Injection Techniques

Injection Techniques

Injections techniques including joint injections, trigger point injections, prolotherapy and platelet rich plasma (PRP) are used to reduce pain and correct dysfunction resulting from age-related degeneration, as well as muscle, ligament or nerve injury. Dextrose is often a viable alternative to steroid injections and surgery to promote normal healing.

Prolotherapy

Prolotherapy is a 60 year old injection technique using dextrose (sugar water) and lidocaine. Prolotherapy targets hypermobile joints and/or pain related to ligament or tendon attachments to bones. A controlled injury is induced in these areas to encourage the ligament or tendon to heal in a shortened position. Prolotherapy has been used to treat chronic back and neck pain for years. It can be used to treat carpal tunnel syndrome, ankle sprains, partial tears of the rotator cuff, TMJ, arthritis pain, scoliosis and a host of other musculoskeletal issues. Carefully conducted research shows evidence of reduced pain in patients with knee osteoarthritis. Research for lateral epicondylitis and Achilles tendonosis is currently underway. Multiple sessions are typically needed to treat each area, with benefit accruing over time.

Prolotherapy can be used to treat carpal tunnel syndrome, ankle sprains, partial tears of the rotator cuff, TMJ, arthritis pain, scoliosis and a host of other musculoskeletal issues.

The concept behind prolotherapy is that musculoskeletal pain can be caused by ligament or tendon injury. Ligaments connect bone to bone. They are both strong and pliable. Ligaments are composed of fibrous bands which are multi directional and interlacing, allowing them to control any motion of the joint. They are important for joint stability. Instability or ligament laxity at the joint can eventually lead to arthritis, an abnormal bio mechanical wear pattern. Although ligaments are able to withstand a lot of force, repetitive injuries can weaken them. If ligaments don’t heal, even small movements of the involved joint can cause pain. Tendons attach muscles to bone. In certain instances, such as Achilles tendonitis, tennis elbow (lateral epicondylitis), or jumpers knee (patellar tendonitis) the attachment is injured. This causes pain whenever the muscle is under a weighted stress. Like ligaments, tendons should heal within six weeks, but if their healing is interrupted, pain, weakness and/or dysfunction occurs.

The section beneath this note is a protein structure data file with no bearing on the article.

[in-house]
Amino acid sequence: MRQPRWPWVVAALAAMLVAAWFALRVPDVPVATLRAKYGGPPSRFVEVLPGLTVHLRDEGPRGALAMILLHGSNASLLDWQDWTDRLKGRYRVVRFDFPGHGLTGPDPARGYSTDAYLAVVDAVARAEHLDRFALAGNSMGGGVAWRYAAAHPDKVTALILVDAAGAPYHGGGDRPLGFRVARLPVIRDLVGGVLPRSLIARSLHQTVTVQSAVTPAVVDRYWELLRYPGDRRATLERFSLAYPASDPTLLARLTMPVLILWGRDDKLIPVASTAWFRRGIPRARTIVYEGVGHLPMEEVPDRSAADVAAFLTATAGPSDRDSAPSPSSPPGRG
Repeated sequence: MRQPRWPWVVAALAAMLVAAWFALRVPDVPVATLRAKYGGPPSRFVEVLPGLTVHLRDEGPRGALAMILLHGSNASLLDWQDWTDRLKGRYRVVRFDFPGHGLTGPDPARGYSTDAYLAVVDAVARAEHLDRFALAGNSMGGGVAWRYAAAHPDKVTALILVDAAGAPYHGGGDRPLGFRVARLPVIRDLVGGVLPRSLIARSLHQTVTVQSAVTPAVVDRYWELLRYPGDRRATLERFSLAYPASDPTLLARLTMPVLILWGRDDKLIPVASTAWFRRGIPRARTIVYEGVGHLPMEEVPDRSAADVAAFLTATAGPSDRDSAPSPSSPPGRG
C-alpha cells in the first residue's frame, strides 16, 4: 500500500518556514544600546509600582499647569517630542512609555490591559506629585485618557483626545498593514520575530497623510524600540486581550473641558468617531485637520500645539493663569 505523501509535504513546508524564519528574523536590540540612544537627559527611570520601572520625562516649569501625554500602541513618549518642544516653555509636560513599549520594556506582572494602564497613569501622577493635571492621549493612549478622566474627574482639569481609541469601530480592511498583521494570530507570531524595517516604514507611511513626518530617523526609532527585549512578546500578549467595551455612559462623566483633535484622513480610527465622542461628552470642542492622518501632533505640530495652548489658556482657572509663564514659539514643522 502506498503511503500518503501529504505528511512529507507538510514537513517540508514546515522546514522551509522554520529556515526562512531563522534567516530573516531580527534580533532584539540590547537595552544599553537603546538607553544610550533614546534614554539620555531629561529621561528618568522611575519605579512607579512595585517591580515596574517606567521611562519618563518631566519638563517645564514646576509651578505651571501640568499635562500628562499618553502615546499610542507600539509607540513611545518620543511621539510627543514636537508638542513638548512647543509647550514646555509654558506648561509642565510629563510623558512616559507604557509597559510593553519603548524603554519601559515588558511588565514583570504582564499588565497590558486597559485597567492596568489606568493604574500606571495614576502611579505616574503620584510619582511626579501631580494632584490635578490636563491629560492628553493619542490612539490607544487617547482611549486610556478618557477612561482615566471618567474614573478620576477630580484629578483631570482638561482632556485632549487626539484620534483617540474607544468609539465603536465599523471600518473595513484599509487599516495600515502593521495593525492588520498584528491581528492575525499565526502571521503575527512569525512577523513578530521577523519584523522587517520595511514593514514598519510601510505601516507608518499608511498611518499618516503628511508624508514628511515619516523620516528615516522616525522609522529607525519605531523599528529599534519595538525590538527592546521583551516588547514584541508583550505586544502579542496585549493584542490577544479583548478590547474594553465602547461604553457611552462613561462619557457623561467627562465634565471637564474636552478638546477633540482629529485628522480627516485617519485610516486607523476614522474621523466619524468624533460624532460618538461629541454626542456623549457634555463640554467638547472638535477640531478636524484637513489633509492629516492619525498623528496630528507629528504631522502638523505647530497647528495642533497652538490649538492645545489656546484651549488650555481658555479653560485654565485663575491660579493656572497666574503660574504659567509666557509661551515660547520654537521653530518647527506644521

Both tendons and ligaments attach to bone. The treatment of prolotherapy involves injecting dextrose (sugar water) at the attachment of ligaments or tendons to bones. Lidocaine is used to numb the skin prior to injection. The idea is to create a controlled inflammatory response, promoting the creation of a stronger bond between the ligament/tendon and bone. This “inflammatory cascade” occurs normally during healing but is often interrupted by the use of anti-inflammatory medication (ibuprofen, Aleve, prednisone, etc.) and re-injury, leading to incomplete healing. Two to three months of prolotherapy helps complete the healing process. Postural exercises, arch supports, avoidance of tobacco and anti-inflammatories, correction of hormonal abnormalities, good nutrition and supplements also promote healing.

Most patients report several days of soreness following prolotherapy. Two weeks later, there is a brief flare-up response with some additional soreness. Prolotherapy is typically repeated in 3-4 week intervals for at least three treatments. Timing varies according to individual needs.

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Trigger points